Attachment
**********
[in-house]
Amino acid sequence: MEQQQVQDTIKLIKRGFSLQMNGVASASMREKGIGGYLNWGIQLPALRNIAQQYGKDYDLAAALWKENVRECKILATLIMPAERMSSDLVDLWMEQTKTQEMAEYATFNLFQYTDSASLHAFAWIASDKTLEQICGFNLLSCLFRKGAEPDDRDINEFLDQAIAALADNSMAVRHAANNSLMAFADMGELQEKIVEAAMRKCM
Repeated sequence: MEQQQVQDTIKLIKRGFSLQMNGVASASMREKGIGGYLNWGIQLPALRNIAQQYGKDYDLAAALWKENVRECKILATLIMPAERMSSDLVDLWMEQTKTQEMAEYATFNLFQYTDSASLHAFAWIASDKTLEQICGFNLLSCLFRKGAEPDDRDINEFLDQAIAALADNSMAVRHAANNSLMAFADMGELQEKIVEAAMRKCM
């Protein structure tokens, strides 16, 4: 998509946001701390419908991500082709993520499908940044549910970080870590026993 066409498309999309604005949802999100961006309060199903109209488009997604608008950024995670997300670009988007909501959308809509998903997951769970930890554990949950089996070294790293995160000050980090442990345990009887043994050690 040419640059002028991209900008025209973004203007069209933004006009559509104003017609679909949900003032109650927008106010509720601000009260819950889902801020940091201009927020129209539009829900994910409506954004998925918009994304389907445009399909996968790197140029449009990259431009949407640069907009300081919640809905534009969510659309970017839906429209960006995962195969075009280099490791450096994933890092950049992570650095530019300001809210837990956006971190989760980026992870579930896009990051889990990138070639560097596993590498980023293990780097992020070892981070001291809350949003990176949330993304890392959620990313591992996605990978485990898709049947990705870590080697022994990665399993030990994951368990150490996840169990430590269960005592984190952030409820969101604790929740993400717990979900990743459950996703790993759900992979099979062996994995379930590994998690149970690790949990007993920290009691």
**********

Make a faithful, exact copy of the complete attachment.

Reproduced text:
[in-house]
Amino acid sequence: MEQQQVQDTIKLIKRGFSLQMNGVASASMREKGIGGYLNWGIQLPALRNIAQQYGKDYDLAAALWKENVRECKILATLIMPAERMSSDLVDLWMEQTKTQEMAEYATFNLFQYTDSASLHAFAWIASDKTLEQICGFNLLSCLFRKGAEPDDRDINEFLDQAIAALADNSMAVRHAANNSLMAFADMGELQEKIVEAAMRKCM
Repeated sequence: MEQQQVQDTIKLIKRGFSLQMNGVASASMREKGIGGYLNWGIQLPALRNIAQQYGKDYDLAAALWKENVRECKILATLIMPAERMSSDLVDLWMEQTKTQEMAEYATFNLFQYTDSASLHAFAWIASDKTLEQICGFNLLSCLFRKGAEPDDRDINEFLDQAIAALADNSMAVRHAANNSLMAFADMGELQEKIVEAAMRKCM
């Protein structure tokens, strides 16, 4: 998509946001701390419908991500082709993520499908940044549910970080870590026993 066409498309999309604005949802999100961006309060199903109209488009997604608008950024995670997300670009988007909501959308809509998903997951769970930890554990949950089996070294790293995160000050980090442990345990009887043994050690 040419640059002028991209900008025209973004203007069209933004006009559509104003017609679909949900003032109650927008106010509720601000009260819950889902801020940091201009927020129209539009829900994910409506954004998925918009994304389907445009399909996968790197140029449009990259431009949407640069907009300081919640809905534009969510659309970017839906429209960006995962195969075009280099490791450096994933890092950049992570650095530019300001809210837990956006971190989760980026992870579930896009990051889990990138070639560097596993590498980023293990780097992020070892981070001291809350949003990176949330993304890392959620990313591992996605990978485990898709049947990705870590080697022994990665399993030990994951368990150490996840169990430590269960005592984190952030409820969101604790929740993400717990979900990743459950996703790993759900992979099979062996994995379930590994998690149970690790949990007993920290009691």